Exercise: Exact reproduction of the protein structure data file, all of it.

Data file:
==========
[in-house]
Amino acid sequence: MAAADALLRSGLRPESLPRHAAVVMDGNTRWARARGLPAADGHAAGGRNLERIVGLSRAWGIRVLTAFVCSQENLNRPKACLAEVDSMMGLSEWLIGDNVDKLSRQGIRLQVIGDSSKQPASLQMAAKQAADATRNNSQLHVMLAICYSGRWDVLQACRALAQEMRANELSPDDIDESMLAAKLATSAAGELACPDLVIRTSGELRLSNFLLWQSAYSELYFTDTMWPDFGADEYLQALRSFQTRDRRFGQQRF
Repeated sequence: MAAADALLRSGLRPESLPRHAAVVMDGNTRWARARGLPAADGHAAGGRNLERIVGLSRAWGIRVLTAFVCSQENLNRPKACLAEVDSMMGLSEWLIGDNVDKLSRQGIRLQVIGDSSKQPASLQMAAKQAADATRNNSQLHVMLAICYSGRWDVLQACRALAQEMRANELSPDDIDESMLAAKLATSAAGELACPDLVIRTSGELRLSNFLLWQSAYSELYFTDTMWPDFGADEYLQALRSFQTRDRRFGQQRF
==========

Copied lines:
[in-house]
Amino acid sequence: MAAADALLRSGLRPESLPRHAAVVMDGNTRWARARGLPAADGHAAGGRNLERIVGLSRAWGIRVLTAFVCSQENLNRPKACLAEVDSMMGLSEWLIGDNVDKLSRQGIRLQVIGDSSKQPASLQMAAKQAADATRNNSQLHVMLAICYSGRWDVLQACRALAQEMRANELSPDDIDESMLAAKLATSAAGELACPDLVIRTSGELRLSNFLLWQSAYSELYFTDTMWPDFGADEYLQALRSFQTRDRRFGQQRF
Repeated sequence: MAAADALLRSGLRPESLPRHAAVVMDGNTRWARARGLPAADGHAAGGRNLERIVGLSRAWGIRVLTAFVCSQENLNRPKACLAEVDSMMGLSEWLIGDNVDKLSRQGIRLQVIGDSSKQPASLQMAAKQAADATRNNSQLHVMLAICYSGRWDVLQACRALAQEMRANELSPDDIDESMLAAKLATSAAGELACPDLVIRTSGELRLSNFLLWQSAYSELYFTDTMWPDFGADEYLQALRSFQTRDRRFGQQRF